Looking at all the evidence above, only one conclusion is possible: Pretty Polly comes from The Gosport Tragedy. All we have to do now is figure out where The Gosport Tragedy came from and the answer to that question lies in a Florida folklore journal published 30 years ago. (8)

As soon as Molly's dead and buried, the Roxburghe Gosport turns its attention to William's life on board the Bedford. He's lying in his bunk one night, when he hears Molly's ghost calling him:

"Oh, perjur'd villain, awake now and hear,
The voice of your love, that lov'd you so dear,
This ship out of Portsmouth never shall go,
Till I am revenged for this overthrow."

She afterwards vanished, with shrieks and cries,
Flashes of lightning did dart from her eyes,
Which put the ship's crew into great fear,
None saw the ghost, but the voice they did hear.

Molly's spirit seems to hope that William will confess to the murder and turn himself in. When he refuses to do so, the ghost decides to appear directly to the crew as well:

Charles Stuart, a man of courage so bold,
One night was going into the Hold,
A beautiful creature to him did appear,
And she in her arms had a daughter most fair.

The charms of this so glorious a face,
Being merry in drink, he goes to embrace,
But to his surprise, it vanished away,
So he went to the captain without more delay.

And told him the story which, when he did hear,
The captain said "Some of my men, I do fear,
Have done some murder, and if it be so,
Our ship in great danger to the sea must go."

Pretty perfect: continued

Pretty Polly, by The Whistling Hangmen (1998). Another unusual version, this one from Oren Bloedow's New York jazz group. They give Polly the full film noir treatment, complete with late-night bluesy ambiance and blaring car-chase horns.
    It's entirely instrumental, with only the briefest snatches of Pretty Polly's melody picked out here and there on guitar to tell you its source. In the imaginary movie they're soundtracking here, Willie and Polly are played by Fred MacMurray and Barbara Stanwyck. Available on: Barhopping (Avant, 1998).

Pretty Polly, by Bill Frisell, Ron Carter & Paul Motian (2005). Vituoso guitar, bass and drums trio treat themselves to seven minutes of jazz noodling. Frisell scatters shards of the familiar melody through this wordless improvisation.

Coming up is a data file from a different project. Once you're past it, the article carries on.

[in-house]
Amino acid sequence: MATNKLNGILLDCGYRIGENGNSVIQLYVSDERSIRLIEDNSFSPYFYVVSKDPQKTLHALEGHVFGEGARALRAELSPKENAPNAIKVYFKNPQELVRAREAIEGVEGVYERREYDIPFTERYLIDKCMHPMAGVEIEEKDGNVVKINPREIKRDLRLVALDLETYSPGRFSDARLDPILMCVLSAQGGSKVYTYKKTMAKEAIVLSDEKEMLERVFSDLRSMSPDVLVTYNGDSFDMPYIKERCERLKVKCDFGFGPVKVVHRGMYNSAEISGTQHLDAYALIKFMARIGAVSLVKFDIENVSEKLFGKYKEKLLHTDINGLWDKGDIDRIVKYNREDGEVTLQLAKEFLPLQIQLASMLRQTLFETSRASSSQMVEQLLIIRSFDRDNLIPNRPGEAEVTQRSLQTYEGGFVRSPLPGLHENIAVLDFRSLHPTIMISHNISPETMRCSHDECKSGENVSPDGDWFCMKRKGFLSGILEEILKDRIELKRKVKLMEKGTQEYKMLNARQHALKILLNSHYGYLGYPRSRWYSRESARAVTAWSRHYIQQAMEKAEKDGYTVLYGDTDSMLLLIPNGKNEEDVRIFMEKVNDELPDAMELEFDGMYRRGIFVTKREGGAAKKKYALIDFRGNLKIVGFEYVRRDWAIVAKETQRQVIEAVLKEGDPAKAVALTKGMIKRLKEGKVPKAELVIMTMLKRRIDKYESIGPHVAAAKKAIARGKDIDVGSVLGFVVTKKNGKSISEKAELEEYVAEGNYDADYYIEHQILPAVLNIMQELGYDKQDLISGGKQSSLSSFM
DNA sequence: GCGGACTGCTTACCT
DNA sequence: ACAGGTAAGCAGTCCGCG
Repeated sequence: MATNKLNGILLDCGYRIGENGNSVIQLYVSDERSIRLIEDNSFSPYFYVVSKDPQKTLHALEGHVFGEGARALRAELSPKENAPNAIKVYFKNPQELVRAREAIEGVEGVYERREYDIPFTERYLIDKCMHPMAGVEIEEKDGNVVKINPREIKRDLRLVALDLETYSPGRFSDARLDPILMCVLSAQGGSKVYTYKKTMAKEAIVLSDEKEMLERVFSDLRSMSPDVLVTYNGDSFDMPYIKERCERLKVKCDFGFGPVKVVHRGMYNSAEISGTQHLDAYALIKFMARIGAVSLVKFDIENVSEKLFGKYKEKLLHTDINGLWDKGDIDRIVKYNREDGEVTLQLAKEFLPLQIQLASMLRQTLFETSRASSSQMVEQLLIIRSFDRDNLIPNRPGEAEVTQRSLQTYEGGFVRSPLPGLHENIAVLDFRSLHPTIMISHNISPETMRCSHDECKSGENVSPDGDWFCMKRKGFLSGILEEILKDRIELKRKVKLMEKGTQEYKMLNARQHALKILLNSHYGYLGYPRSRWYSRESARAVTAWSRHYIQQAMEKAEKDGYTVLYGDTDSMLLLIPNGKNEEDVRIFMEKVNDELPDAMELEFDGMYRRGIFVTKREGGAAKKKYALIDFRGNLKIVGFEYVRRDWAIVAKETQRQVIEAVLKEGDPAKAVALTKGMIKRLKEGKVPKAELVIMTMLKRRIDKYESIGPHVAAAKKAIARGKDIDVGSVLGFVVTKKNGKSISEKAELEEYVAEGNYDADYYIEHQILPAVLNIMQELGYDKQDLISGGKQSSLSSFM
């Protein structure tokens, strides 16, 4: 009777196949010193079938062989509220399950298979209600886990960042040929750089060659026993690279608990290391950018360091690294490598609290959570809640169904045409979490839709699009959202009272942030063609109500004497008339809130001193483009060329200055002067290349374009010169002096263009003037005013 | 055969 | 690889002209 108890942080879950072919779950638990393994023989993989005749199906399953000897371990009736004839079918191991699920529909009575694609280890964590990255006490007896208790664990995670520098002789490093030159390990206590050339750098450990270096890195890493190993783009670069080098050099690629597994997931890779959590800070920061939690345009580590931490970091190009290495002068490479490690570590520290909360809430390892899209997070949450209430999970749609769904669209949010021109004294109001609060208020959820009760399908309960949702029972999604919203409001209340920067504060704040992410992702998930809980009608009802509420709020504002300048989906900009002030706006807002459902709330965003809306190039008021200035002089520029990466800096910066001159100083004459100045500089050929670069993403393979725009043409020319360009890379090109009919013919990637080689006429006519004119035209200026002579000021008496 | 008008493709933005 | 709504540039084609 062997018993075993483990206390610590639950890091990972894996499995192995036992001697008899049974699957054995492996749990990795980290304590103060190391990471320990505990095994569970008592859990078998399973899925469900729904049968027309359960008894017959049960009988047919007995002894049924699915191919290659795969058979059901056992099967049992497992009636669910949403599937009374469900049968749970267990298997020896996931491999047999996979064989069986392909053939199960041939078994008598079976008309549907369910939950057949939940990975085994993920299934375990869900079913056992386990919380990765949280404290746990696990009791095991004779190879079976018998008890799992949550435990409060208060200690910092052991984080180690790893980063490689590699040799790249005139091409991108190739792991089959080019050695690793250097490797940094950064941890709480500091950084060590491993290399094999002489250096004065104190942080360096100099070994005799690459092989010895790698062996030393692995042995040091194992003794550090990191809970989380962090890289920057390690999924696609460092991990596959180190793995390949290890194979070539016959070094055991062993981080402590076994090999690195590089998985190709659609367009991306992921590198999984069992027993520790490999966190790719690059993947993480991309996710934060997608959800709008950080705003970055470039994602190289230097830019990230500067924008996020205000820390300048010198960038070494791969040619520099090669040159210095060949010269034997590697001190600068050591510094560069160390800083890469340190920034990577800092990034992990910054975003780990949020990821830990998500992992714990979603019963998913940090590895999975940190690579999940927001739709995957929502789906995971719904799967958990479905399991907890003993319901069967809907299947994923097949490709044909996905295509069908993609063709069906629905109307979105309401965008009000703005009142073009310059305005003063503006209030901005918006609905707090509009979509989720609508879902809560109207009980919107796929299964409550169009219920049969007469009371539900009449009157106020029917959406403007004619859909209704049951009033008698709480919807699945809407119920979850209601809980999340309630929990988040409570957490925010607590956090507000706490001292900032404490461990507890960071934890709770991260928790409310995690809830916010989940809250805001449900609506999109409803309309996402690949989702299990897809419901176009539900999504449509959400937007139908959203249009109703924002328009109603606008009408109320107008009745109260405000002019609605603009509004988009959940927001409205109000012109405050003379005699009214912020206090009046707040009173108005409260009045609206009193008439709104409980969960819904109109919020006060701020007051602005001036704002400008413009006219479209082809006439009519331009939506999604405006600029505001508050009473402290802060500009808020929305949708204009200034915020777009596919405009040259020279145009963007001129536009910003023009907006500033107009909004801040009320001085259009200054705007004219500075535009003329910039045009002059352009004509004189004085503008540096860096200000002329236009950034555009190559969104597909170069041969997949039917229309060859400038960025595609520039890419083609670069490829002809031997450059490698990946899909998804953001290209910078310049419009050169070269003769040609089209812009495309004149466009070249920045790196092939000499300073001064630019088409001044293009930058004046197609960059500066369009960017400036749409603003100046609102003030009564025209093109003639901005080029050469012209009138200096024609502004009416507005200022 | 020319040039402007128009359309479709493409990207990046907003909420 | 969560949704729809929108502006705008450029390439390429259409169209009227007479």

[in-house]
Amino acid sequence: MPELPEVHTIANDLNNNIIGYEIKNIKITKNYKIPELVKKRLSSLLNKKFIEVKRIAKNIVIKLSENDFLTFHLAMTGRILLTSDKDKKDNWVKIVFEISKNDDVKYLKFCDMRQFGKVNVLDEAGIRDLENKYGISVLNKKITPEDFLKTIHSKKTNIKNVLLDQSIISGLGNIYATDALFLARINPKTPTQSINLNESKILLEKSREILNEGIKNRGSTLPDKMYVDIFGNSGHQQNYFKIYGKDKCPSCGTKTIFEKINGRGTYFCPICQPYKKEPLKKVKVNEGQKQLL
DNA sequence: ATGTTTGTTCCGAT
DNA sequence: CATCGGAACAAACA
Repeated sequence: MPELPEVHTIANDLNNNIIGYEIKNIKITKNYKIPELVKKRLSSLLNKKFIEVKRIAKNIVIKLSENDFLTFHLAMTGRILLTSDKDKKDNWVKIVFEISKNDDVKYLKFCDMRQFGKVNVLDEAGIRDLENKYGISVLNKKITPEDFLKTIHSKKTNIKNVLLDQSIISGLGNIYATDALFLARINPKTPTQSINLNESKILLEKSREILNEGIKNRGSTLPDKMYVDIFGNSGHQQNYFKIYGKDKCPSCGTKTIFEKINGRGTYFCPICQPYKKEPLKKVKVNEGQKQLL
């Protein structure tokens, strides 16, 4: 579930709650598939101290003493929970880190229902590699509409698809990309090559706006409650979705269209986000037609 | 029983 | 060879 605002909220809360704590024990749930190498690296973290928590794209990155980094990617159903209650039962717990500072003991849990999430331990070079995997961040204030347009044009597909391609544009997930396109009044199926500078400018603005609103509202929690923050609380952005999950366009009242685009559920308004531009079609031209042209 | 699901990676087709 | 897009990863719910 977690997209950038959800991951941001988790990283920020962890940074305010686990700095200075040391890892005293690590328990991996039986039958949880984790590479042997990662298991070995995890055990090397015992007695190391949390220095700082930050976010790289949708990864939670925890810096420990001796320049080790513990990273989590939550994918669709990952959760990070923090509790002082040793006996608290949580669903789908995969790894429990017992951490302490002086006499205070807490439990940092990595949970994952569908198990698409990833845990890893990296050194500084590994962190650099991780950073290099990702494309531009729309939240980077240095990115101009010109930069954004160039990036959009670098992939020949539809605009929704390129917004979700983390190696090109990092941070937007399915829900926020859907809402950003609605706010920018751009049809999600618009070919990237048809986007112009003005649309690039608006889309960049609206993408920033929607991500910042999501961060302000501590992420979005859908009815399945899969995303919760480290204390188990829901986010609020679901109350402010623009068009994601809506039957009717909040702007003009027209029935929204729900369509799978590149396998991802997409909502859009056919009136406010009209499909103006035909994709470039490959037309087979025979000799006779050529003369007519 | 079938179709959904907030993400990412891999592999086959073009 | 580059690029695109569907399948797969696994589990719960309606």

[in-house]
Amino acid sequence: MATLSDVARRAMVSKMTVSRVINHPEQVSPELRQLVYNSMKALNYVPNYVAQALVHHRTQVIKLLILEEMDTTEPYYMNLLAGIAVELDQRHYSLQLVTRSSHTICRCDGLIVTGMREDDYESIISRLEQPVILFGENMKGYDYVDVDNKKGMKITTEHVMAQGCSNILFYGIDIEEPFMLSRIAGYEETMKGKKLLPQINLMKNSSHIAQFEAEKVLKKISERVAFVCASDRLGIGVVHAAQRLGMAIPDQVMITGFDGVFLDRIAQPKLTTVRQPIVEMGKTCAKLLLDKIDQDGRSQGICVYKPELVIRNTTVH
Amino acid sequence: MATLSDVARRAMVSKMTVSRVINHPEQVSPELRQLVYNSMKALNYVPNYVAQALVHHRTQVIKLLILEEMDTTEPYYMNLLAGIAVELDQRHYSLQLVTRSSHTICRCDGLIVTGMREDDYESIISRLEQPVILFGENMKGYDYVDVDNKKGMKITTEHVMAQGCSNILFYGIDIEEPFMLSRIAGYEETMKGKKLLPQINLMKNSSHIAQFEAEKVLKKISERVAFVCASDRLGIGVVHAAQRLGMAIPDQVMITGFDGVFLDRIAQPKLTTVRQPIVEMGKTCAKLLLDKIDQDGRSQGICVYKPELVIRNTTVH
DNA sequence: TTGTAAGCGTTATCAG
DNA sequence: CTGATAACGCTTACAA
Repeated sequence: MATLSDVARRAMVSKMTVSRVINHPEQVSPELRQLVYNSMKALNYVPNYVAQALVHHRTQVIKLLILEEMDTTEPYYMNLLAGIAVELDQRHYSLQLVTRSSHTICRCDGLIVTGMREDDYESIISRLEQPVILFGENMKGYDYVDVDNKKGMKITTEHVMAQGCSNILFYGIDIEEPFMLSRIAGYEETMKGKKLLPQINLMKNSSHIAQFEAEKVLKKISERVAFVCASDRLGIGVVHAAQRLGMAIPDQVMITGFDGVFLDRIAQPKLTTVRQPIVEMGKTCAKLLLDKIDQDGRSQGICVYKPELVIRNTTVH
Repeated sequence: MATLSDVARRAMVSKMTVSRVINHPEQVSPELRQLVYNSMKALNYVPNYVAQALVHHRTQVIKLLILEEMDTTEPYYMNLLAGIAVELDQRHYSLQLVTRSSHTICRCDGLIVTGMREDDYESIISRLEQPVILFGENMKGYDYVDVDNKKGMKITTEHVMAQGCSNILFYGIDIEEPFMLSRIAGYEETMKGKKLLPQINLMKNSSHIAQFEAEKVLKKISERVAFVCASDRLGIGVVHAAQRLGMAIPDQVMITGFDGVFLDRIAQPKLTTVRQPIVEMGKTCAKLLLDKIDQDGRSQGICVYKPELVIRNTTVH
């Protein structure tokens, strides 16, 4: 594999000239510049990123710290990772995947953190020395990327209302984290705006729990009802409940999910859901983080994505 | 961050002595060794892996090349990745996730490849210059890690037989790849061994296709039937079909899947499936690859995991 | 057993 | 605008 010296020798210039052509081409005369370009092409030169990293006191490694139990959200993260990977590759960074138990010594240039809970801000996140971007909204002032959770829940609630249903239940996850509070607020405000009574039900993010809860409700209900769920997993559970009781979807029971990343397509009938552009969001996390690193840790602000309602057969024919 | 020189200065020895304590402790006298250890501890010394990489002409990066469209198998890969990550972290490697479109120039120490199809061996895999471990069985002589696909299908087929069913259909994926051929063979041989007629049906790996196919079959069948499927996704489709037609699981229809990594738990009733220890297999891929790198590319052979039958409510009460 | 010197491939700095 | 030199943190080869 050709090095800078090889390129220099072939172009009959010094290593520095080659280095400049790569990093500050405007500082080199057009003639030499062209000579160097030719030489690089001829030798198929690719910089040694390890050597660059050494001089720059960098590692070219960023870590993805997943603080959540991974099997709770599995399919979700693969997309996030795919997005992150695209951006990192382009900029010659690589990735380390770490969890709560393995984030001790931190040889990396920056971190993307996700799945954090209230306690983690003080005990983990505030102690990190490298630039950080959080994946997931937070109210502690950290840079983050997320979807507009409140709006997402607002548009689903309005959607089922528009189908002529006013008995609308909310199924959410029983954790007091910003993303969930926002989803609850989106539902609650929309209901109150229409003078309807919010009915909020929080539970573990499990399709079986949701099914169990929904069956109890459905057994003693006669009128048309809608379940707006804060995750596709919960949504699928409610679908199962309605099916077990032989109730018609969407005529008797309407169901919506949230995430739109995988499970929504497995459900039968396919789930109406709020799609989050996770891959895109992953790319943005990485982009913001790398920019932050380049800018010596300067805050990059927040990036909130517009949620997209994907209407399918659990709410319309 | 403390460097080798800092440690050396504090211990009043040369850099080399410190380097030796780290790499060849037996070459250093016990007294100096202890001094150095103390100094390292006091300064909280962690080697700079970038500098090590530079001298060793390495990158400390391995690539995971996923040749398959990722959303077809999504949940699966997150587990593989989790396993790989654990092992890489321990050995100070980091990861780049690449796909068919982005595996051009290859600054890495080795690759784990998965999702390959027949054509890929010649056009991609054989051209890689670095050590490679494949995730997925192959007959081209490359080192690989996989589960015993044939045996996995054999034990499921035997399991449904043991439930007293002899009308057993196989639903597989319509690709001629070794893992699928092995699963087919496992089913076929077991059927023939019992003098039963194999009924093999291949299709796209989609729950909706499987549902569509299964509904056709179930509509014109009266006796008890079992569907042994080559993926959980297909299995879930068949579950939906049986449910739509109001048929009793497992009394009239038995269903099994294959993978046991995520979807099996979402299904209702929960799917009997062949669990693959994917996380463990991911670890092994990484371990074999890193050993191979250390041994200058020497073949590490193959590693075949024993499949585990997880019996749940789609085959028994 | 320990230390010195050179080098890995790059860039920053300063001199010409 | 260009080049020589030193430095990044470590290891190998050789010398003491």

The results come perilously close to dinner party music at times. But, like the Hobart Smith recording above, they're also proof that Pretty Polly can stand on its tune alone. Available on: Bill Frisell, Ron Carter, Paul Motian (Nonesuch, 2006).

Pretty Polly, by Uncle Sinner (2008). Gutbucket hillbilly blues from Winnipeg's Mike Bodner and Matt McLeod.
    Barbed-wire banjo, a scratchy mandolin and the steady stomp of percussion join with surly, growled vocals for one of the song's darkest versions yet. Bodner stays firmly in the killer's head throughout. "I loved up her body and sent her soul to Hell," he boasts. "I stabbed her to the heart and her life blood did flow".
    "I think there's something kind of anti-social about the music," Bodner told one fan. "It's agitated, probably because I tend to be agitated." Long may he remain so. Available on: Ballads and Mental Breakdowns (Devil's Ruin, 2008).

Pretty Polly, by Ruby Throat (2008). Queenadreena's Katie Jane Garside was on a train from Paris to Marseille with her Ruby Throat partner Chris Whittingham when they happened to meet a fiddle player among the other passengers.
    The impromptu on-board gig that followed included this magical version of Pretty Polly, which someone was wise enough to film. Garside seems almost possessed as she twists and squirms her way through the song in a packed carriage speeding through the French countryside. Available on: YouTube.

Polly's Love, by Waterson:Carthy (2009). The first family of English folk give Pretty Polly's 18th century source song a rare outing.
    Norma Waterson drips melancholy with every word of her vocals, while Martin Carthy's acoustic guitar provides slow and understated backing.
    After William's killed Polly, we get a full account of his fate on-board ship, including the "ripped him and stripped him and tore him in three" verse as Polly's ghost takes revenge. Available on: Common Tongue (Topic, 2009).

Pretty Polly's Revenge, by Fred "Butch" Burns (2011). "What if the seemingly helpless Polly had been packing heat that fateful day?" Burns asks.
    The answer, it seems, is she'd have blown Willie's head off and kicked him into the same shallow grave he'd prepared for her. Burns accompanies himself nimbly on eight-string guitar in what's unquestionably the best of Polly's various answer songs. Available on: YouTube.